Wednesday, December 1, 2010
Caution, Navel Gazing Ahead: NaNoWriMo Reflections
For the second November in a row, I got achy muscles from dragging my laptop everywhere, spent way too much money at Starbucks and Borders (the latter's spinach omelet sandwiches are like crack. Delicious, eggy crack), listened to sixties and seventies rock almost exclusively, and cranked out prose that was, more often than not, total and utter shit.
And 65,000 words later, I emerged with a first draft.
If you've read this blog in the past month, you know about my involvement in National Novel Writing Month (NaNoWriMo) and my NaNoWriRant against certain Salon.com writers who think people such as I are deluded chumps.
However, when I started writing, I WAS, in fact, somewhat of a deluded chump. I really, really wondered why the manuscript I rewrote TWO WHOLE TIMES wasn't, in fact, getting me an agent. I totally thought I was better than most YA writers out there, more original, funnier.
Then I started taking classes and going to workshops and applying for residencies. In doing all this, I learned that not only are there a plethora of highly gifted folks out there, most of them worked way harder than I to perfect their craft.
I learned to identify my own issues with plotting, character development, just plain ideas. I learned to listen to critiques--even if I didn't always agree, there was usually something in there that was helpful. I learned that in classroom exercises, I should stop trying to impress everyone and just. freaking. WRITE.
It was during one of these freewriting prompts that I got an idea. An idea that became last year's NaNo. My third full manuscript, and the first one that I honestly believe has potential (and before you call me "deluded chump," I've had other non-family members say it too). One year, one writing residency, and a gazillion revisions later, I'm STILL working on the damn thing. My inner editor is a total bitch now. And she's not letting me send it out till it shines like the top of the Chrysler building.
But a few months ago, things shifted.
I went through a dark period. I was constantly sad, angry and stressed. Things I used to really enjoy--like dance class--started losing their meaning to me, and consequently I stopped going as often. My writing slipped by the wayside, too. I felt like I had no capacity for creativity left, not to mention I was bereft of energy. And when I wasn't writing, I was beating myself up for not writing.
In fact, despite the fact that I had a story I'd been jotting notes for since February (when I wasn't revising my latest project), I almost didn't do NaNo this year.
Then I thought about it. I needed to get back in the habit of just sitting down and writing. And this story was calling to me. Even if I never, ever visited the project again, I had two protagonists talking to me and I wanted to get all of it down on paper.
And I did.
Mind you, November was a big month. I signed up for another burlesque class, started going to yoga more often. I have a full-time-plus job. Mid-month, my best friend Bob moved back from L.A.--a wonderful, emotional experience for me--and crashed on my couch for a couple of weeks while getting his Chicago life together. I even found time to blog and write film reviews once in a while.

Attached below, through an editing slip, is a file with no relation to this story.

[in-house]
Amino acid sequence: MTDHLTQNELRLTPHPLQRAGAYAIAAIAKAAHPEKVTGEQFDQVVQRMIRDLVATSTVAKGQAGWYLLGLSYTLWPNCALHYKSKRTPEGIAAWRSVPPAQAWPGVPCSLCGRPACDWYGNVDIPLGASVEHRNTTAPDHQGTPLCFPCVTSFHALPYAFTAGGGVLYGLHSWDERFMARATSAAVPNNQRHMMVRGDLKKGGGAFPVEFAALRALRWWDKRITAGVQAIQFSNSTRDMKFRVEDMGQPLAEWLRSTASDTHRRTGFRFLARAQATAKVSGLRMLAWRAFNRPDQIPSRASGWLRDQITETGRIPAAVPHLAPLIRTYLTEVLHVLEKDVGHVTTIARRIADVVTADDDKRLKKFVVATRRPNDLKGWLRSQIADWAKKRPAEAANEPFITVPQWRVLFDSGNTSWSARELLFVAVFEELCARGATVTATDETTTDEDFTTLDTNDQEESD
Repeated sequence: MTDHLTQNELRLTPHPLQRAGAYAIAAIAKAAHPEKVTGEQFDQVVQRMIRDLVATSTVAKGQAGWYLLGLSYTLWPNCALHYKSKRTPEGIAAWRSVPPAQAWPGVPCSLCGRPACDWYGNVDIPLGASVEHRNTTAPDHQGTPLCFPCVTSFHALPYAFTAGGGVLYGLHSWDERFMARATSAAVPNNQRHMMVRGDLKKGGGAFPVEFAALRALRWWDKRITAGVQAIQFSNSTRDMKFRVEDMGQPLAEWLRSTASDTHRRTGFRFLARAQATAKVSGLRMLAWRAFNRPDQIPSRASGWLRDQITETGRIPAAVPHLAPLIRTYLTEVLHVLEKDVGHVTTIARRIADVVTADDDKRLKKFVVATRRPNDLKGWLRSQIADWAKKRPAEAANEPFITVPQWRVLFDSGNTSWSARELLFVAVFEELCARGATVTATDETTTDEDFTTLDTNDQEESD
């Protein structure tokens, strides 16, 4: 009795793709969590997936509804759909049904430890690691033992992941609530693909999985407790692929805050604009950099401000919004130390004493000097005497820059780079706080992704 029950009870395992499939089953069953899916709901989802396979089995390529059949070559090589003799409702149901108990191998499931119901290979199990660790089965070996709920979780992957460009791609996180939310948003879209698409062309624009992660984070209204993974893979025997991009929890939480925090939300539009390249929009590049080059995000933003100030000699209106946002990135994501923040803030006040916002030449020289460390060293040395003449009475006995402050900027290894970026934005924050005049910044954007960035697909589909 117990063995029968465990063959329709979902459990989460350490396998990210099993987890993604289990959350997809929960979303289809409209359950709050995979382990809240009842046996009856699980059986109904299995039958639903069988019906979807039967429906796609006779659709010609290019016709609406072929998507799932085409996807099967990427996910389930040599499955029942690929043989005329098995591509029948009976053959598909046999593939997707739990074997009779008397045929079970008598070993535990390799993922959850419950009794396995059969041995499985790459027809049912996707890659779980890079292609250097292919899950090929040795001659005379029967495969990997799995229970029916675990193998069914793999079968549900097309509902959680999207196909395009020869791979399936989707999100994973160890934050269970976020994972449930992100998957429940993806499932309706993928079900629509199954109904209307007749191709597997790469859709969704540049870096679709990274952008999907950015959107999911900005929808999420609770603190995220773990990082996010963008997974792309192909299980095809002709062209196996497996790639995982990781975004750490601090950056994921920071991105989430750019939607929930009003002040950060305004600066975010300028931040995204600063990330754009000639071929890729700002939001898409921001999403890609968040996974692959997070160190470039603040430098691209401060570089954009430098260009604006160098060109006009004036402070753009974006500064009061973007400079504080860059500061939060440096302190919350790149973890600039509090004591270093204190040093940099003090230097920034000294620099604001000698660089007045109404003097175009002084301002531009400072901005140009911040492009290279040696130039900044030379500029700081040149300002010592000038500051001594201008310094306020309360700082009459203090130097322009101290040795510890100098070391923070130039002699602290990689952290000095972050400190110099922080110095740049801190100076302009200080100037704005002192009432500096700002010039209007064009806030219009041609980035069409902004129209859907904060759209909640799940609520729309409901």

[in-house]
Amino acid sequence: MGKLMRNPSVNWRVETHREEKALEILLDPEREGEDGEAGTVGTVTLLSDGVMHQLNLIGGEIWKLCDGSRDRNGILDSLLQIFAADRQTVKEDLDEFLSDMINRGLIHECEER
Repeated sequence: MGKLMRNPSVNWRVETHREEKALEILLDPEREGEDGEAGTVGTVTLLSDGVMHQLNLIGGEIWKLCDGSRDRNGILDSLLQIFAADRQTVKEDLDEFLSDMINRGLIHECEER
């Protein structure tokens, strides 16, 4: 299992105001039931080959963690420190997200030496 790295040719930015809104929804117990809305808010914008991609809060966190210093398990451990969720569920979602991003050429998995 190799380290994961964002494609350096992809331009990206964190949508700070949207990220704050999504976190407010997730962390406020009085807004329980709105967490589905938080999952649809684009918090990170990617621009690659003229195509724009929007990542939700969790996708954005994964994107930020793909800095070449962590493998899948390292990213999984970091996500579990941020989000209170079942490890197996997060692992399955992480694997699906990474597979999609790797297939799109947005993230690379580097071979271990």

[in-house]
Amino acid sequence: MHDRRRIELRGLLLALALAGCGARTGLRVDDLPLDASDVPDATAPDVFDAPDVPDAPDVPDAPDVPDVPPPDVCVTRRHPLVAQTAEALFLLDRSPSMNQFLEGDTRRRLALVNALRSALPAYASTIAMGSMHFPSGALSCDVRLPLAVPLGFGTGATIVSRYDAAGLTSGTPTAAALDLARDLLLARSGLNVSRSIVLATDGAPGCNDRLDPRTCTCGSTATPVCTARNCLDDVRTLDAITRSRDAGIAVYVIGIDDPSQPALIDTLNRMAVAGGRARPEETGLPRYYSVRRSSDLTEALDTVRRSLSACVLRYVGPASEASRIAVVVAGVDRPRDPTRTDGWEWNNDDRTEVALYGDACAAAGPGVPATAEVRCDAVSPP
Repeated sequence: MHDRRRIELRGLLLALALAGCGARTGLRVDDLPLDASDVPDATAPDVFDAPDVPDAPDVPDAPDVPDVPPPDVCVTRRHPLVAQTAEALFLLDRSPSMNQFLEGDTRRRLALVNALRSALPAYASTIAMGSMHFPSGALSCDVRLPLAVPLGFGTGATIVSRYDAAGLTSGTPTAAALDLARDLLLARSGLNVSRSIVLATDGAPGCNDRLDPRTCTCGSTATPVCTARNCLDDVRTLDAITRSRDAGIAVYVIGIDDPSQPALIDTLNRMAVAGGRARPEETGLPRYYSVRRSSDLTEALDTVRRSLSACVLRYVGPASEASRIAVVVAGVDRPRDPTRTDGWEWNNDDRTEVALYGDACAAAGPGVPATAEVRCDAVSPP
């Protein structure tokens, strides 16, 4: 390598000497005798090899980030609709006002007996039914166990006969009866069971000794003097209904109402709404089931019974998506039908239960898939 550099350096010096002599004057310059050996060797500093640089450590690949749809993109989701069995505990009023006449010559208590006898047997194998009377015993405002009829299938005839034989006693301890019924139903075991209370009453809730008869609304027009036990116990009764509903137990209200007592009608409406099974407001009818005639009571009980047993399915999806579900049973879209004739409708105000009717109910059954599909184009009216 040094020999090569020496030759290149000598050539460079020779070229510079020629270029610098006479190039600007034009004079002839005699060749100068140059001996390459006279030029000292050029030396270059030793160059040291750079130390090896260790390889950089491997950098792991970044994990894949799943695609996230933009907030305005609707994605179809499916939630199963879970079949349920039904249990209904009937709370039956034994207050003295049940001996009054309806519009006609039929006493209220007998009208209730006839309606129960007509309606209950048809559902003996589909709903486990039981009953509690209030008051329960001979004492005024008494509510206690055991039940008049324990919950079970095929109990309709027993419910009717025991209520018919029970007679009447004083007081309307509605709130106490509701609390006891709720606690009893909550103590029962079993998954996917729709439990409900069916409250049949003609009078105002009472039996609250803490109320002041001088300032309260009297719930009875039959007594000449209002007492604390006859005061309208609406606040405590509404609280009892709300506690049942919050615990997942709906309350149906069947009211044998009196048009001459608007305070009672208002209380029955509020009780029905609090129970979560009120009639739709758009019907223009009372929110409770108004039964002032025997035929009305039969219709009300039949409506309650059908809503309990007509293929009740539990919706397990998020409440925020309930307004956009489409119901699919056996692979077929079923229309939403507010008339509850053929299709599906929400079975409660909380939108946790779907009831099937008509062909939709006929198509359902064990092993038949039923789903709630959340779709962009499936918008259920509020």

But every day (almost, I think I took a break on Thanksgiving), I sat down and wrote. And most of it's awful. There are plot holes, characters who disappear, and inconsistencies galore. In fact, if and when I revise this thing, I already have a list of stuff that needs to be fixed, which I'm positive is just scratching the surface.
I sat down and wrote. I got back in the habit, refreshing me for the long process of edits ahead as I rewrite my work in progress for the umpteenth time.
I remembered that writing makes me happy. Yes, I want to get published. It scares me how much I want it. But it's not about that. It can't be. I have friends who are published authors struggling to sell their next book. And brilliant agented YA writers like Natalie Whipple struggle with submission as well. I can't write to publish. If it happens, great. But most of all, writing makes me happy and that's why I do it. Simplistic? Yeah. But totally true.
Now I have two stories I believe in. And the two manuscripts I wrote before--though I'll never show them to anyone probably--are special to me, because they helped teach me how to write.
My astute and tough-lovey pal Xander Bennett of Screenwriting Tips . . . You Hack said once that the point of a first draft is to exist. And now my first draft of Satellite exists. Yay. Awesome.
But while I'm celebrating, I'm thinking about how to tweak my work in progress, The Kids Don't Stand a Chance, so it's infinitely more readable and doesn't suck. After spending November telling a completely different story, I'm refreshed and psyched to revise, revise, revise.
It's good to be back in the saddle again.